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Curie-Cancer and Sanofi Cooperate in Research on Ovarian Cancer

Published: Wednesday, June 19, 2013
Last Updated: Wednesday, June 19, 2013
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Preclinical program of translational research tasked with identifying new target proteins.

Sanofi and the Curie Institute, through its Curie-Cancer partnership under the Institut Carnot label, today announce the establishment of a three-year research collaboration to identify new therapeutic targets for the development of treatments for ovarian cancer.

The aim of the collaboration between Sanofi and Curie-Cancer is to revisit the basic biology of this type of cancer through a translational research approach. The Institut Curie has a large collection of cryopreserved tumor samples that are well characterized clinically, histologically and biologically. These can be analyzed to identify biological targets relevant to the effective treatment of certain types of cancer. Through this collaboration, Sanofi and Curie-Cancer expect to gain a better understanding of the molecular alterations that characterize many types of ovarian cancer, thereby enabling effective new drugs to be designed.

"We hope this type of long-term collaboration will ultimately open up perspectives for new therapeutic options for women with this disease. It will combine the accumulated knowledge on ovarian cancer gathered over many years by oncologists and biologists at the Institut Curie with the expertise of researchers from Sanofi's research and product development teams," said Dr. Debasish Roychowdhury, senior vice president and head of Sanofi Oncology. "Established under the Aviesan[1] partnership, this research agreement is a good example of translational research involving French scientific excellence."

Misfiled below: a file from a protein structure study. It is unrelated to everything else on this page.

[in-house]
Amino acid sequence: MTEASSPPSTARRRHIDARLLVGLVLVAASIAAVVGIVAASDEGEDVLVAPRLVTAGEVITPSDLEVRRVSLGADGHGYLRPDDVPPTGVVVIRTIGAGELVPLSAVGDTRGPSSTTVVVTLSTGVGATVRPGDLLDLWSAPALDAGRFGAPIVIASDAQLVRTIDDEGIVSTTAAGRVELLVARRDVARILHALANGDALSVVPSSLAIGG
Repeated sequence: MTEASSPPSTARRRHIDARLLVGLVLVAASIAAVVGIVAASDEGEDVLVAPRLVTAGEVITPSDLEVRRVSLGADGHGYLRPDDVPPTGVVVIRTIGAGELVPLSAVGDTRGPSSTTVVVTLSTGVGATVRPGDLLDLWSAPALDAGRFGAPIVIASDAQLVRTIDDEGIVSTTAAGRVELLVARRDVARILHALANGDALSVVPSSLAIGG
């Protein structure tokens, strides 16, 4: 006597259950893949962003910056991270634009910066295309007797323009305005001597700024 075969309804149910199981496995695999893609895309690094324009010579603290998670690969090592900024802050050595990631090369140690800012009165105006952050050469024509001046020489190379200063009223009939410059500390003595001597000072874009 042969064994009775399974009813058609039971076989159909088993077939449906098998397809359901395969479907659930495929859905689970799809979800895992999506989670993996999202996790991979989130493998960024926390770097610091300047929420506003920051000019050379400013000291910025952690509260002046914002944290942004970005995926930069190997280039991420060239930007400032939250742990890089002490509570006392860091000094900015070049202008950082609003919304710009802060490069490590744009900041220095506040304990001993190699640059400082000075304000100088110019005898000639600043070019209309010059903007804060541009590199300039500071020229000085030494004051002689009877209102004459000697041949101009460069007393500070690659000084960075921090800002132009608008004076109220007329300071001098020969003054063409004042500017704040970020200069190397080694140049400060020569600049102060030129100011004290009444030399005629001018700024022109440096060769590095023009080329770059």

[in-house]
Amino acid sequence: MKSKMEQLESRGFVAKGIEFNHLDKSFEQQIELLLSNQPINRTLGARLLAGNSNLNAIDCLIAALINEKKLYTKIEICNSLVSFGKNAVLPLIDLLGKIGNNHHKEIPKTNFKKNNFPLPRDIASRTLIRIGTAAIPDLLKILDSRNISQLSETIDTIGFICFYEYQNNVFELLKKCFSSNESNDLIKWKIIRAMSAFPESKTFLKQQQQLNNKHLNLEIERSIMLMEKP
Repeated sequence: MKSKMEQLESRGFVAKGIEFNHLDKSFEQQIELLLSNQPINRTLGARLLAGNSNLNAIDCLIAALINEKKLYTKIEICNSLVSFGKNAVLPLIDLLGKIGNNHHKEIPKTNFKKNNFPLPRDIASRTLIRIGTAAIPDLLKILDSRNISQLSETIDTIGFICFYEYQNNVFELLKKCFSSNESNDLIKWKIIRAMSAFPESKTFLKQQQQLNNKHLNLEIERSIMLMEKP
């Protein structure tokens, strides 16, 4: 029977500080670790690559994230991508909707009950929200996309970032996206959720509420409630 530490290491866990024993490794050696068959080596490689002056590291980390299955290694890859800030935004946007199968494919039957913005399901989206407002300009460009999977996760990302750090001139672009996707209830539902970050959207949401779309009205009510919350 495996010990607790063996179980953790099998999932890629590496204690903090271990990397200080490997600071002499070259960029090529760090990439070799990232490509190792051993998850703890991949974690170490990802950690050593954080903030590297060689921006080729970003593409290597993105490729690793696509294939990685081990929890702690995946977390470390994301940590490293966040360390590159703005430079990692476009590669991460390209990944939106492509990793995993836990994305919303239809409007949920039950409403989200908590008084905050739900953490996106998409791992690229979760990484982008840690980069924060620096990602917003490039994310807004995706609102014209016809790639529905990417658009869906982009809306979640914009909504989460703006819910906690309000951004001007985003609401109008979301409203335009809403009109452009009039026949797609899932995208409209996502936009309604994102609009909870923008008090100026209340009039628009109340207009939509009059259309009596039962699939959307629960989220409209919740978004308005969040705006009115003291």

"It is currently hard to tackle ovarian cancer. There are very few drugs available. We are very happy to collaborate with Sanofi to potentially provide our patients with additional therapeutic solutions. Sanofi's expertise in the selection of therapeutic targets is complementary to the know-how and technology platforms developed at the Institut Curie," said Damien Salauze, director of Curie-Cancer.

Using technology platforms developed at the Institut Curie by scientific teams led by Dr. Xavier Sastre-Garau and Dr. Sergio Roman-Roman, this program will make it possible to sequence molecules expressed by the tumor genome, compare the sequences of those obtained with non-tumor tissues from the same patients and then clarify and validate the nature of the molecular alterations that are identified. Sanofi's expertise in the selection of therapeutic targets will then guide an assessment of the tumor's ability to be inhibited or stimulated by drugs.

Ovarian cancer is still difficult to treat, despite recent advances. The main risk factor is advancing age, as well as a known hereditary factor in 5-10 per cent of cases. They are most often diagnosed late. The current therapeutic strategy of combining surgery and chemotherapy is effective, but relapses are frequent and the condition gradually becomes resistant to medical treatment.

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